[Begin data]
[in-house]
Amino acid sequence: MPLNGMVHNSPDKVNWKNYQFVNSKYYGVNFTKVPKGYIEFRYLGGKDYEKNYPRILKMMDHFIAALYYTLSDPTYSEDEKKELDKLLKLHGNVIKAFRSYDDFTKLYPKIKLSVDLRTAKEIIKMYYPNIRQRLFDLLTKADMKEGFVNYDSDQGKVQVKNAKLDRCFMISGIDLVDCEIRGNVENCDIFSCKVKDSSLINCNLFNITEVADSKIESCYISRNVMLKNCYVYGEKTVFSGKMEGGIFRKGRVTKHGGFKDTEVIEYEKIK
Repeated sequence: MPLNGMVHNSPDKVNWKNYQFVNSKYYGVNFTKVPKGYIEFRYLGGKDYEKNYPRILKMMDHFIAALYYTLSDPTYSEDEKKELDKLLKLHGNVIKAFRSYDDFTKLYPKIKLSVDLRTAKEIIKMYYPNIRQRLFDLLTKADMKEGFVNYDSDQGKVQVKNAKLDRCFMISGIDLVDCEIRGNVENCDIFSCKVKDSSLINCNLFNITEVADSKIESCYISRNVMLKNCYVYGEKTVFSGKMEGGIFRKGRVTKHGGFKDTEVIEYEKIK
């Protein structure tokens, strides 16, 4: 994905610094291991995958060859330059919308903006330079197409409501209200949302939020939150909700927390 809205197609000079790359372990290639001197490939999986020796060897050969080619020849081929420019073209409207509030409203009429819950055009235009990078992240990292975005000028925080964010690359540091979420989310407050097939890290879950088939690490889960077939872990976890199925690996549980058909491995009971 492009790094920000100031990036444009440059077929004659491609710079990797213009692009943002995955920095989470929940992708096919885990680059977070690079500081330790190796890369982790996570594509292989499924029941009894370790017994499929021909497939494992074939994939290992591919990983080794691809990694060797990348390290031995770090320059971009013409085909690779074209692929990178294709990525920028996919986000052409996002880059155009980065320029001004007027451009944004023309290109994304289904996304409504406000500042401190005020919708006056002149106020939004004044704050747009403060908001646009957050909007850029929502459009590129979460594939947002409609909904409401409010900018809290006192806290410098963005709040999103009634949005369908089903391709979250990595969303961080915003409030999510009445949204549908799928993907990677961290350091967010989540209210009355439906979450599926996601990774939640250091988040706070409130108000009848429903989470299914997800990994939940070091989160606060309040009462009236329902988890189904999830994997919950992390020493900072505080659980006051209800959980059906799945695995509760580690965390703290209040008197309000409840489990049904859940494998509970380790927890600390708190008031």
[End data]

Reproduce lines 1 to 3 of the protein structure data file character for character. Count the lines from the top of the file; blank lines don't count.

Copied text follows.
[in-house]
Amino acid sequence: MPLNGMVHNSPDKVNWKNYQFVNSKYYGVNFTKVPKGYIEFRYLGGKDYEKNYPRILKMMDHFIAALYYTLSDPTYSEDEKKELDKLLKLHGNVIKAFRSYDDFTKLYPKIKLSVDLRTAKEIIKMYYPNIRQRLFDLLTKADMKEGFVNYDSDQGKVQVKNAKLDRCFMISGIDLVDCEIRGNVENCDIFSCKVKDSSLINCNLFNITEVADSKIESCYISRNVMLKNCYVYGEKTVFSGKMEGGIFRKGRVTKHGGFKDTEVIEYEKIK
Repeated sequence: MPLNGMVHNSPDKVNWKNYQFVNSKYYGVNFTKVPKGYIEFRYLGGKDYEKNYPRILKMMDHFIAALYYTLSDPTYSEDEKKELDKLLKLHGNVIKAFRSYDDFTKLYPKIKLSVDLRTAKEIIKMYYPNIRQRLFDLLTKADMKEGFVNYDSDQGKVQVKNAKLDRCFMISGIDLVDCEIRGNVENCDIFSCKVKDSSLINCNLFNITEVADSKIESCYISRNVMLKNCYVYGEKTVFSGKMEGGIFRKGRVTKHGGFKDTEVIEYEKIK